What. A. Series. If you’re a basketball fan, you know exactly what we’re talking about. None other than the National Basketball Association (NBA) finals between the Golden State Warriors and Boston Celtics. With the sport’s increasingly international fanbase, we wondered: how did UK and US fan reactions to the NBA Finals differ?
All eyes were courtside on June 17, which saw the spectacular final showdown between the Eastern and Western conference champions [spoiler alert – the Warriors won four games to two].
Various news outlets have written about the jump in viewer numbers compared to the 2021 series, with more and more fans tuning in from abroad.
So using our audience insights software, we compared the tweets of two demographic groups – UK and US basketball fans – to understand how they felt about the finals.
Who leaned towards cynicism and who was the unashamed dreamer? Our social media analysis taught us that our assumptions don’t always play ball…
US fans are quick to point out foul play
A noticeable feature of US fans’ language is how regularly they bring up ‘foul play’, referring to fouls 75.3% and ‘playing dirty’ 19.5% more often than UK fans.
US fans show an acute frustration at the sport’s culture of fouling, though are divided in the specific target for their anger, variously choosing individual players, teams, or the NBA as a whole:
“So you reached for racism instead of fans not liking Draymond for his dirty play?”
“celtics are selling fouls like hotcakes”
“so many fouls in the Nba… let them play!”
This general US frustration and cynicism in comparison to UK optimism could stem from the heightened cultural significance of basketball in the US, in contrast to the sport’s comparative newness in the UK.
This idea of ‘otherness’ for UK fans perhaps even glamourizes the very elements that frustrate US fans.
While UK fans romanticise the sport
Where US fans cynically condemn foul play, UK fans are more likely to use the language of bravery, with words like ‘heroic’, ‘courage’, ‘fearless’, and even war-like terminology:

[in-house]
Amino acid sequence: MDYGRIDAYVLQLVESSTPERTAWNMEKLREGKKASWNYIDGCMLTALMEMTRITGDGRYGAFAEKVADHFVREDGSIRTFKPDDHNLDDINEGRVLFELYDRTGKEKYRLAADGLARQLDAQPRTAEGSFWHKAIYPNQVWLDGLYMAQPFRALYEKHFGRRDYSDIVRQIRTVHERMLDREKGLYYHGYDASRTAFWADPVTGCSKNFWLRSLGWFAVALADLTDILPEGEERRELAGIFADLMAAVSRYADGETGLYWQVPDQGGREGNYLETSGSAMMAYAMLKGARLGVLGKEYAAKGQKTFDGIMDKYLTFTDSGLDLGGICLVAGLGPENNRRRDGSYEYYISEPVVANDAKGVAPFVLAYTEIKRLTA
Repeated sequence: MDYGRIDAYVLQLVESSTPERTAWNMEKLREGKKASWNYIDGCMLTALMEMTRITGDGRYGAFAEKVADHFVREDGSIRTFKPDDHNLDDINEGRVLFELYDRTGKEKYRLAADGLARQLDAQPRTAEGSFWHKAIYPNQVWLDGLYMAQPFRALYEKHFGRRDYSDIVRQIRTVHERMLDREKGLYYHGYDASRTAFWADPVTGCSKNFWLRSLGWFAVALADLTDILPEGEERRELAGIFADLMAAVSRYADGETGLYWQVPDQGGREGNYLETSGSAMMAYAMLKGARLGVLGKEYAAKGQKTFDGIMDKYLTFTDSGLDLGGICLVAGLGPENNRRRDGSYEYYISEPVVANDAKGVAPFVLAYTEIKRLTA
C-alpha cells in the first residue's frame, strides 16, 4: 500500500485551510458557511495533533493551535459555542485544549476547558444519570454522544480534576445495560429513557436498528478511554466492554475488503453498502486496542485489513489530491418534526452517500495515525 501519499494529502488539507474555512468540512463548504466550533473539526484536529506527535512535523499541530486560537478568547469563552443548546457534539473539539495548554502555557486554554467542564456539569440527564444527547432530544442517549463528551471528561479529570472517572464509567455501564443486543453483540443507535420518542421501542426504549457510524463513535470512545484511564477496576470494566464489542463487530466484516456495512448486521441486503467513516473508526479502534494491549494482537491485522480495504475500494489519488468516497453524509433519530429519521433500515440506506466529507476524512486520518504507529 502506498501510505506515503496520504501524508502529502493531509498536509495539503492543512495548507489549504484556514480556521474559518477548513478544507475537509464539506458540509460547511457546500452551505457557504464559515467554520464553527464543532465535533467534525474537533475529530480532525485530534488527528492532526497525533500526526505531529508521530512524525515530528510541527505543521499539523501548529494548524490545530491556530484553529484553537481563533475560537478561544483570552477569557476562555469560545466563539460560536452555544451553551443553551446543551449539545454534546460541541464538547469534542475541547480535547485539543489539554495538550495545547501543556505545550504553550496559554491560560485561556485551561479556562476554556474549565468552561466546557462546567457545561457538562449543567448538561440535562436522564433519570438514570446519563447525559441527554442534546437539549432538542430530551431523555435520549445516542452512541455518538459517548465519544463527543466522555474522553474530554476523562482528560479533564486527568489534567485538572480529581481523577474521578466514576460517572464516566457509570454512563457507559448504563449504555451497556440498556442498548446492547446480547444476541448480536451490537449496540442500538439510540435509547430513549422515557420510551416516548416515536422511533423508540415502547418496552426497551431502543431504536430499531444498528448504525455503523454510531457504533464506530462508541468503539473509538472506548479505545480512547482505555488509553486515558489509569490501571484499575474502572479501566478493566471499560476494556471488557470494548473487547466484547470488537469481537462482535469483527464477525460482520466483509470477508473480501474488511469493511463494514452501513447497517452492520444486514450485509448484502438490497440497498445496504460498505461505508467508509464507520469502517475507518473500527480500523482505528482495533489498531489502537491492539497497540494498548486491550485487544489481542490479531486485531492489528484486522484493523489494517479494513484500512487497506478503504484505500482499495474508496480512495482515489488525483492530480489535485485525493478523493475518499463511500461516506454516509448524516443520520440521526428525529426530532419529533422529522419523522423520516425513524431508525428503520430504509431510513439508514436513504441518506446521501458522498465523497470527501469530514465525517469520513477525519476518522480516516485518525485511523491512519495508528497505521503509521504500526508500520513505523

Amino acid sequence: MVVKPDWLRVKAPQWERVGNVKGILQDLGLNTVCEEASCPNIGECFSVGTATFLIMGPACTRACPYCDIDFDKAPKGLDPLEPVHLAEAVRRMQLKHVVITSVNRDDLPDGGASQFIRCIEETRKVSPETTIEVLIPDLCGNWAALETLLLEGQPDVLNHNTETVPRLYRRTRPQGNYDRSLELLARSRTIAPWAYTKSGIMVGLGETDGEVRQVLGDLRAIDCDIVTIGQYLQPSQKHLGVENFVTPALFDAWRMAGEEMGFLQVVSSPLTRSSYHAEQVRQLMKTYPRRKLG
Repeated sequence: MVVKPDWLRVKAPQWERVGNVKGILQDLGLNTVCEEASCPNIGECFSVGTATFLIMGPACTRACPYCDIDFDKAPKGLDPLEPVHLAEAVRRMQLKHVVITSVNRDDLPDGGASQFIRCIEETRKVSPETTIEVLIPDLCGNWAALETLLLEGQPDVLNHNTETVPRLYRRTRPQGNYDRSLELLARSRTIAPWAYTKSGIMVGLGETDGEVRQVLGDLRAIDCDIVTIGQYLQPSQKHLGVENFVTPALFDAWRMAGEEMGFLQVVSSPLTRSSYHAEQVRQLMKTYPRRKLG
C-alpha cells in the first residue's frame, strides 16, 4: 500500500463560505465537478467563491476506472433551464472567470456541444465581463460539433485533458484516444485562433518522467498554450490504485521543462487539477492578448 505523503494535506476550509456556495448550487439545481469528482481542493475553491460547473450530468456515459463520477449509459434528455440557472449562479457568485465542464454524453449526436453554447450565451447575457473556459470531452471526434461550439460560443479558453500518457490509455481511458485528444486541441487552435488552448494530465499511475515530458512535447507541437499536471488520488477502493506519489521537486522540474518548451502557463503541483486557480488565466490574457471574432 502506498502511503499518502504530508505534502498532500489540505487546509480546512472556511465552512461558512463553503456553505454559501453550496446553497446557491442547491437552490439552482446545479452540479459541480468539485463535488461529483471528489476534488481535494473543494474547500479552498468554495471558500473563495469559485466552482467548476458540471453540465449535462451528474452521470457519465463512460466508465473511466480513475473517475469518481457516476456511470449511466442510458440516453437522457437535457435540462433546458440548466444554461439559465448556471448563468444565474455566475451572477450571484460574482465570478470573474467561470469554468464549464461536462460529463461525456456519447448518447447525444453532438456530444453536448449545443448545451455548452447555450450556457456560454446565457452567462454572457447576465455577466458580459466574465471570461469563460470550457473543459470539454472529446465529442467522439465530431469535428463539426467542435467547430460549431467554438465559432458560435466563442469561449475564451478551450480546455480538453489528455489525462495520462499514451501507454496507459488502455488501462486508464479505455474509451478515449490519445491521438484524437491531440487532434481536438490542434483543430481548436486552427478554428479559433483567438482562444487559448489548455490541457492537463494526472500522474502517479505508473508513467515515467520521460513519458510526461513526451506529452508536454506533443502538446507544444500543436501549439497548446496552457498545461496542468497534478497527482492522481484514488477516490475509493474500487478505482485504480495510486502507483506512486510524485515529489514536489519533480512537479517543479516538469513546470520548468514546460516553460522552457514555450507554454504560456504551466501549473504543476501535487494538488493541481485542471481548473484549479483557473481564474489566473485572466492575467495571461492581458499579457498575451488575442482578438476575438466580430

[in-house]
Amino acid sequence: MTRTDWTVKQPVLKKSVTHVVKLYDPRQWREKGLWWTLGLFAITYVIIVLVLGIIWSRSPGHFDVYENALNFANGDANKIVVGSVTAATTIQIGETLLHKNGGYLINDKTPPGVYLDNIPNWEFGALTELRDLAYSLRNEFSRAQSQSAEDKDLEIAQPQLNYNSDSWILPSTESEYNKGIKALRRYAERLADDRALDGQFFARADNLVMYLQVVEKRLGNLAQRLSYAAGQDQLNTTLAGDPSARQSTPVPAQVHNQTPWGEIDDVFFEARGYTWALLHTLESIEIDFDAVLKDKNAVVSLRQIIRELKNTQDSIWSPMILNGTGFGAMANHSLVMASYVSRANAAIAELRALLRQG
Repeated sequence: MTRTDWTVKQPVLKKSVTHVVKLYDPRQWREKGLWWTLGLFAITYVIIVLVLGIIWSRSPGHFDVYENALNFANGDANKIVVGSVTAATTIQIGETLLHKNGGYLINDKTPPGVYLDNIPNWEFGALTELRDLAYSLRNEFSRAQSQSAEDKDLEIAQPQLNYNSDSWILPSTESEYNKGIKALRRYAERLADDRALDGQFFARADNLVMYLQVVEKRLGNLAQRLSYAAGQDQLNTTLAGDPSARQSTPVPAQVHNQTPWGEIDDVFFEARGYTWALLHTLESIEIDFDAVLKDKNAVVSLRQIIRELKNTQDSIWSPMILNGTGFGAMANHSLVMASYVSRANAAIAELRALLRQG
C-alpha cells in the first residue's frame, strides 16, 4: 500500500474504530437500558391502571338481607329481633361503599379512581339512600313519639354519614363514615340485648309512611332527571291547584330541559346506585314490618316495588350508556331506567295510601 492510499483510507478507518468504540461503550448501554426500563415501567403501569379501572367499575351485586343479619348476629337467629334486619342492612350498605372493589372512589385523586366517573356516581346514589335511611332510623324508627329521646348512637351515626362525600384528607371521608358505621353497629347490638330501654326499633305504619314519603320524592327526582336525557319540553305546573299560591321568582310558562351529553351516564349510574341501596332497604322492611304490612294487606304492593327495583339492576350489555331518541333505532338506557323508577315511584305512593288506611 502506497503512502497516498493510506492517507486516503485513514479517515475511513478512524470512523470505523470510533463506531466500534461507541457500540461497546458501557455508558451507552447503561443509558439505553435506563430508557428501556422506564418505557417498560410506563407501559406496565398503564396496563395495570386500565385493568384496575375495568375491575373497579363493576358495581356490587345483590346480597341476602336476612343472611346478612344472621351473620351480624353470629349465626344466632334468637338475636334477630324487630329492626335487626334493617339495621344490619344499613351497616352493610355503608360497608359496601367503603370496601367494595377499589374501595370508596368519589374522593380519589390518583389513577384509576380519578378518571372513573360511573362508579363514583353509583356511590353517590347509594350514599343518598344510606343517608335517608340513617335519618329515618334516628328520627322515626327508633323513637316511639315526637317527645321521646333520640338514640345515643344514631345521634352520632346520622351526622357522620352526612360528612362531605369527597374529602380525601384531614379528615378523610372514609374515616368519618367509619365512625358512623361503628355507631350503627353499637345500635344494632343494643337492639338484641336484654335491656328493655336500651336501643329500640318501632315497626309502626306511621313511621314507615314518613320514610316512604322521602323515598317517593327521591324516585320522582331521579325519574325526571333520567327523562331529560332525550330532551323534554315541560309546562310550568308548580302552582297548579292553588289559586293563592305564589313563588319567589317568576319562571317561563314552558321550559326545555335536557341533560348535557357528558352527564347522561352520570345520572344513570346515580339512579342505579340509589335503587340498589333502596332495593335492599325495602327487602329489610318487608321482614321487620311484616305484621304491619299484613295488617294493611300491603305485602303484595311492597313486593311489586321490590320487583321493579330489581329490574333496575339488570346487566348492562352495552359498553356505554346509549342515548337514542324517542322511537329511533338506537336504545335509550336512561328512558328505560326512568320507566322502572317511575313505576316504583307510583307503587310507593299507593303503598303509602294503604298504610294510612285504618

“that was a courageous game, beyond just like wow 😱 😱 😱”
“what a battle in the garden for g4 of #nbafinals @nbauk @skysportsnba. #dubnation bouncing back against #celtics on their floor to make it 2- 2”
This dramatic language doesn’t glorify violence as such, but it certainly glamorizes the ‘battleground’ of the sports field, adding an epic quality in tone.
The unexpected language of ‘we’ and ‘they’
As US fans have grown up with basketball in their culture, you might expect that they would use the language of ‘we’ more than ‘they’. But interestingly, our Twitter audience insights found that it’s the UK fans who are 81.8% more likely to use plural subjective pronouns:
“btw warriors have the best defence in the league. glad we finally showed that”
“the celtics only got 4 chips. we really gotta evaluate their modern presence in the Nba”
Basketball is far more of a cultural cornerstone in the US than in the UK, so it could be that beyond the die-hard fans, the distance in language is indicative of them being more general sports fans who might follow basketball alongside baseball, ice hockey, or football, as examples.
UK fans, meanwhile, must go out of their way to follow their teams from afar. But being a step removed from the action doesn’t appear to stop the UK fans from getting their fix.
Accessibility is a problem, but not commitment
It’s hard to be a dedicated basketball fan when you have to make a concerted effort to watch it:
“the issue for basketball is making the Nba accessible for the Europe. I’m a big fan of basketball, based in the Uk, but it’s damn near impossible to watch. every finals games starts at 2 am. just not doable”
This accessibility issue means that UK basketball fans really have to work hard to be fans, it’s not something they can casually watch in a bar or stream live on a Thursday night like in the US.
This idea of ‘working harder’ suggests that some UK fans could be more committed to the sport than their US counterparts. This is backed up by the display of emotions shown by both demographic groups. Where US fans are more straightforward and broad in their emotions – “Ngl I don’t like most of his minutes but I just love the guy” – UK fans bring more nuanced emotions like ‘bravery’ and ‘frustration’ to the conversation:
“the warriors so damn annoying bro I can’t stand that team”
“heroic effort put in by Stephen Curry”
This nuance and knowledge exhibited by UK fans doesn’t necessarily make them more committed as fans, but it certainly makes them more focused.
What do these social insights show?
The NBA finals were undoubtedly dramatic, but it’s clear the flair for drama exists as much on the court as off. How this manifests, however, is where the nuance appears.
Where US fans are frustrated, cynical, and at times broad and impersonal, UK fans are idealistic, determined, personally involved and granular.
Our Twitter audience insights on US and UK fan reactions to the NBA Finals have shown that neither camp can comprehensively be labeled cynics or dreamers. But the one thing they have in common? Passion.
This comparison using our audience insight tool is just one example of how we can help our customers take more from their social listening, analyzing text data from any source to explore what’s going on beneath the surface.